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Second-line cetuximab active beyond progression in quadruple wild-type patients with mCRC

6 July 2015  •  Author: Victoria White

Patients with metastatic colorectal cancer (mCRC) that are mutation-free in the KRAS, NRAS, BRAF and PIK3CA genes showed significant benefit from continuing anti-epidermal growth factor receptor (EGFR) therapy beyond progression following first-line chemotherapy and an anti-EGFR monoclonal antibody, according to study results presented at the ESMO congress.


Prof Fortunato Ciardiello from Seconda Università degli Studi di Napoli presented results from the CAPRI-Goim study on the efficacy of cetuximab plus FOLFOX chemotherapy as second-line treatment for patients with mCRC that progressed following FOLFIRI chemotherapy and cetuximab.

CAPRI-GOIM is a non-profit, academic, phase II trial enrolling 340 patients with mCRC and KRAS exon 2 wild-type tumours, according to local molecular pathology laboratory assessment. All patients received standard first-line treatment of FOLFIRI plus cetuximab until disease progression or unacceptable toxicity.

Following first-line treatment, patients experiencing disease progression were randomised 1:1 to receive second-line treatment of FOLFOX plus cetuximab (Arm A) or sole FOLFOX (Arm B). The primary endpoint of the study was progression-free survival (PFS) and secondary endpoints were overall survival (OS), response rate and safety.

“We are presenting final results for PFS, response rate and OS from the second part of the CAPRI study, which evaluated the so-called ‘beyond progression’ concept,” Ciardiello said.

Analysis of these data in the overall intent to treat population showed an advantage in PFS favouring Arm A that did not reach statistical significance; Median PFS was 6.4 months in Arm A compared to 4.5 months Arm B.

“We therefore looked for patient characteristics that would account for this result; next generation sequencing (NGS) of the genes of interest was performed on the archival tissue samples from the patients’ primary tumours,” explained Ciardiello.

The investigators used the Ion AmpliSeq Colon and Lung cancer panel, comprising 500 hotspot mutations in 22 genes, and Ion Reporte Software. NGS was possible in 117 (76.5%) patients and revealed that 66 patients had “all RAS” wild-type tumours with no mutations in KRAS; NRAS; BRAF; or PIK3CA genes and 51 patients had tumours harbouring a mutation in at least one of these genes. KRAS exon 2 mutations were found in approximately 15% of the tumours that were originally identified as wild-type.

There was a detrimental effect from the cetuximab regimen in patients with a mutation in at least one of the four genes

“The most important thing we found was that when we considered patients regarding the KRAS, NRAS, BRAF and PIK3CA genes we could have two patient populations: one that was multiple wild-type and normal for all 4 genes and another of patients that were mutated in at least one of these genes. In the patients with at least one mutation in one of these genes, there was a detrimental effect from FOLFOX plus cetuximab in progression-free survival, response rate and overall survival,” Ciardiello commented.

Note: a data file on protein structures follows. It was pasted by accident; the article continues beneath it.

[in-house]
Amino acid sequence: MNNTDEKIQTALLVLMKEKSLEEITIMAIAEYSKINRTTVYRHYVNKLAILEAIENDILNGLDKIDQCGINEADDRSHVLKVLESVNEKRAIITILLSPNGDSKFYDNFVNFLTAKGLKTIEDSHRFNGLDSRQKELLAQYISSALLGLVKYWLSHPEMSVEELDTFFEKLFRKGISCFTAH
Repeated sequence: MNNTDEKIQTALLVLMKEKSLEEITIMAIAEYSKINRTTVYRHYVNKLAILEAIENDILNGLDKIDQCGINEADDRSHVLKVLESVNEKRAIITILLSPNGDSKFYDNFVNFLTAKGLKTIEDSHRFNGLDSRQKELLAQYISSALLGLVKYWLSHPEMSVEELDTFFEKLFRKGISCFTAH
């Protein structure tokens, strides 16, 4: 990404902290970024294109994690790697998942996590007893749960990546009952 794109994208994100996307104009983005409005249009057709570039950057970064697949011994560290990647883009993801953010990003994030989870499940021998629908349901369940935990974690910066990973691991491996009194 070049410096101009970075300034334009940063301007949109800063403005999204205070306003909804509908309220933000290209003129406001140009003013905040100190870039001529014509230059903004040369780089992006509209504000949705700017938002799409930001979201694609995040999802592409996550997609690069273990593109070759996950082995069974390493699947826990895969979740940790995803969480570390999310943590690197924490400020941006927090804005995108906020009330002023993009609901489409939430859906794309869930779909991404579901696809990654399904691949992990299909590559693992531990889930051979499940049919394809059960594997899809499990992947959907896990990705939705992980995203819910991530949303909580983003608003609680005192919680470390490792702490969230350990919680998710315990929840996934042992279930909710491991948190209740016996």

Whereas the mutation free, quadruple wild-type population showed significantly prolonged PFS, and improved OS and response rates with second-line cetuximab regimen, this treatment had the opposite effect upon patients with genetic mutations in the EGFR pathway. The cetuximab regimen demonstrated significantly longer PFS in patients with quadruple wild-type tumours.

“An Important finding from this study is those patients with tumours which were multiple wild type –that means no mutation in the KRAS, NRAS, BRAF and PIK3CA genes, were most likely to be EGFR-dependent; in fact, these patients had significantly better progression-free survival when treated with cetuximab and chemotherapy than when treated with chemotherapy alone, hazard ratio 0.56, which was significant (p = 0.025). Response rate was also improved, as was overall survival, HR 0.57 (p = 0.056),” said Ciardiello.

Prof Andrés Cervantes, Biomedical Research Institute, INCLIVA, University of Valencia, Spain, ESMO spokesperson, not involved in the study, added, “This is a new understanding of how to treat a select group of patients that are wild-type for the KRAS, NRAS, BRAF and PIK3CA genes who can be treated with the same anti-EGFR antibody and a change in chemotherapy following progression. In the intent to treat analysis there is no benefit from this treatment, however the patients showing no mutation do benefit from this approach.”

Ciardiello added, “A word of caution; these results generate a very important signal that deserves to be further explored in a larger, randomised, phase 3 study, that continuing anti-EGFR treatment while switching the chemotherapy backbone in second line is feasible past progression and by identifying patients whose tumour is EGFR dependent; that by identifying wild-type status for KRAS, NRAS, BRAF and PIK3CA genes, also identifies patients responsive to this treatment.”

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